When Spain Paid Homage to Maimonides ...
The Words and the Music
When the riots broke out in Morocco two years ago, I thought of my Jewish friends from Marrakesh and Safi, and wondered how they had fared. Of course these were anti-French riots, but Jews often get roped into these things for good measure; and sure enough I read that large numbers of Jews had been singled out for attack, and killed or wounded, all over Morocco.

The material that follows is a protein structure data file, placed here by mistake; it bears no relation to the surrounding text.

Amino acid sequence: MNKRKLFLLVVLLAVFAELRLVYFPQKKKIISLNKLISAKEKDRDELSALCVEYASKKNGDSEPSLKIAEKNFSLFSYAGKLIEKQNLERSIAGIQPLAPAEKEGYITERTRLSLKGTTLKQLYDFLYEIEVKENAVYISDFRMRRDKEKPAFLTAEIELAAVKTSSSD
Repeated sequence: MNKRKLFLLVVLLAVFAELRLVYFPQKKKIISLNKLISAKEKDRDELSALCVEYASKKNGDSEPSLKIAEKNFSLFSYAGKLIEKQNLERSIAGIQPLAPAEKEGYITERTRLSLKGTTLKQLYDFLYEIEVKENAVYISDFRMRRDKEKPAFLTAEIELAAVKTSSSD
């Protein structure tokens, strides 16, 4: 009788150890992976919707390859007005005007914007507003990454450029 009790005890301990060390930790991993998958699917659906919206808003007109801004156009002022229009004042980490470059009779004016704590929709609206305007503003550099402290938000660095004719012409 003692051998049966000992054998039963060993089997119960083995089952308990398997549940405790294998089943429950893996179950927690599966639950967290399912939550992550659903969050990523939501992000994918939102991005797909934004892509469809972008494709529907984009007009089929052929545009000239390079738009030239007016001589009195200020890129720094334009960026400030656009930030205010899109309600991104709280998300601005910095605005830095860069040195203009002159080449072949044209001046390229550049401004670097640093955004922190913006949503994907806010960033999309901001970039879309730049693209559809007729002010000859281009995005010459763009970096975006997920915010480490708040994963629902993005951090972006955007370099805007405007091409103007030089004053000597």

It was just twenty years since I had met them, at a strange Spanish-Jewish celebration in Cordova. It was 1935, and I had gone to Spain in search of history. The government of Spain—the Republican government—was putting on a fiesta for the Jews in celebration of the 800th anniversary of the birth at Cordova of the Jewish philosopher Maimonides. How can one explain what a celebration of this kind meant to a young Jew conscious of history? Spain, to a Jew, was the land of the Golden Age—and the land of the Inquisition. Had the moment now come when all these ancient quarrels could be resolved? Was there something in the air of Spain—the new Spain—which would let us breathe easily now—there and everywhere?
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